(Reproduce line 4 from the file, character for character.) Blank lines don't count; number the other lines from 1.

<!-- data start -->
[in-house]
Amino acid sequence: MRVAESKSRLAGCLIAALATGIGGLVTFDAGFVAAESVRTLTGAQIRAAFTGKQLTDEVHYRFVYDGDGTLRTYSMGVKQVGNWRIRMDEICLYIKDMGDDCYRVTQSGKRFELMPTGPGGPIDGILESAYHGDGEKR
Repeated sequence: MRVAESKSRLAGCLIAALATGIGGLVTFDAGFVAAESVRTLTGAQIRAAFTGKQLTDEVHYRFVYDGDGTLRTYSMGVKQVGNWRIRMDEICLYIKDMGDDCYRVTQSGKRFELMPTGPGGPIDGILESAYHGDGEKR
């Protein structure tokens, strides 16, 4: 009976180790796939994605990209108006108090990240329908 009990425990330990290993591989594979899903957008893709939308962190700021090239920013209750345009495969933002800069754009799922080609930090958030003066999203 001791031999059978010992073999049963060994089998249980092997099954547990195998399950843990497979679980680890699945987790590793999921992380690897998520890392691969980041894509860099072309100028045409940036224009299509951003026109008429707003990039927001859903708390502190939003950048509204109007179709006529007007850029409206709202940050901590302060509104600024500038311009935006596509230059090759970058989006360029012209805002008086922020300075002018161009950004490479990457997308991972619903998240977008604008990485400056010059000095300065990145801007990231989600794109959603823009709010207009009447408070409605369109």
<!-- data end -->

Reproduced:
């Protein structure tokens, strides 16, 4: 009976180790796939994605990209108006108090990240329908 009990425990330990290993591989594979899903957008893709939308962190700021090239920013209750345009495969933002800069754009799922080609930090958030003066999203 001791031999059978010992073999049963060994089998249980092997099954547990195998399950843990497979679980680890699945987790590793999921992380690897998520890392691969980041894509860099072309100028045409940036224009299509951003026109008429707003990039927001859903708390502190939003950048509204109007179709006529007007850029409206709202940050901590302060509104600024500038311009935006596509230059090759970058989006360029012209805002008086922020300075002018161009950004490479990457997308991972619903998240977008604008990485400056010059000095300065990145801007990231989600794109959603823009709010207009009447408070409605369109």